Baptists and the American Civil War: March 7, 1861

Joseph Brown, Governor of Georgia, and a Southern BaptistGeorgia’s Secession Convention continues, reconvening in Savannah (having previously convened in Milledgeville). The following resolution is offered:

Whereas, It will become necessary for the Confederate States of America to select a location for a National Capitol. Be it, therefore,

Resolved, That the Governor of this State be, and he is hereby authorized to furnish, free of charge, any such location that might be made in this State.

The resolution directed at (Baptist) governor Joseph Brown (illustration), however, does not pass.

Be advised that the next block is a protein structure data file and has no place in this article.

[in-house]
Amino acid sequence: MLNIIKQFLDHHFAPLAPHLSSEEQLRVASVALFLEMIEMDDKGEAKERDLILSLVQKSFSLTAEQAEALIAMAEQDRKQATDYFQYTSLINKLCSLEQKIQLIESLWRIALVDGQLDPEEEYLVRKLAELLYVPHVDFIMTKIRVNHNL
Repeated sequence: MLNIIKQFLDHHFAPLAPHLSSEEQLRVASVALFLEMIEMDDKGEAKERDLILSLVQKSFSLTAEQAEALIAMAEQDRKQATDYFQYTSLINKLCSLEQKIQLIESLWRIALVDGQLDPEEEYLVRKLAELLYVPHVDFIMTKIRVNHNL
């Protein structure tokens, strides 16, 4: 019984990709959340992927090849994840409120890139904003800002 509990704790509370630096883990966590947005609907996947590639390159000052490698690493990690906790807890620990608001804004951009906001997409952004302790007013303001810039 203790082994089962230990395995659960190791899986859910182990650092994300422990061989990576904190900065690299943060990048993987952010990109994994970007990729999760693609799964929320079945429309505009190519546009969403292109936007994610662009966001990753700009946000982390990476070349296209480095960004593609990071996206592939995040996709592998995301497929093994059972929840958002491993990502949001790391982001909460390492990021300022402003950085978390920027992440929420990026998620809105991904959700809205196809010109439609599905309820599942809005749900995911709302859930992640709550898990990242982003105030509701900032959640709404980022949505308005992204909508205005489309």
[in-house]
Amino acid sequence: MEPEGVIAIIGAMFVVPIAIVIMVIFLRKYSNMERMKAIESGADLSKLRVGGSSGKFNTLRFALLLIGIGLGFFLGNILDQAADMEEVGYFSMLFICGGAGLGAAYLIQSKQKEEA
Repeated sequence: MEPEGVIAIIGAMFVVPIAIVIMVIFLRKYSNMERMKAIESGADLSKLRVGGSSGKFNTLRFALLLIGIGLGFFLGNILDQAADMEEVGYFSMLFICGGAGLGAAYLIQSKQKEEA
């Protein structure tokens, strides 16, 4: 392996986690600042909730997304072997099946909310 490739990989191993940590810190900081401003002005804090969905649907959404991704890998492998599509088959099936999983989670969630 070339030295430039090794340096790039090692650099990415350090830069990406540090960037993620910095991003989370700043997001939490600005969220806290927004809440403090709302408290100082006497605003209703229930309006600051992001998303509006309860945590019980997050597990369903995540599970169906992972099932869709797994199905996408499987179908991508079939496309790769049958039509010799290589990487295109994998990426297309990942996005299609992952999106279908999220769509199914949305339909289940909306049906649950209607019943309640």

Meanwhile, in Washington, the presence of President Abraham Lincoln‘s barber leads to certain tensions. William Johnson, who has been working for Lincoln for the past year, is black. Described by Lincoln as “honest, faithful, sober, industrious and handy as a servant,” Johnson, now a part of the White House staff, is nonetheless not well received by many other White House staff because of (in the words of Lincoln) “the difference of color between him & other servants.”

Source: Georgia Secession Convention Minutes (link); Lincoln’s letter to Gideon Welles regarding William Johnson (link)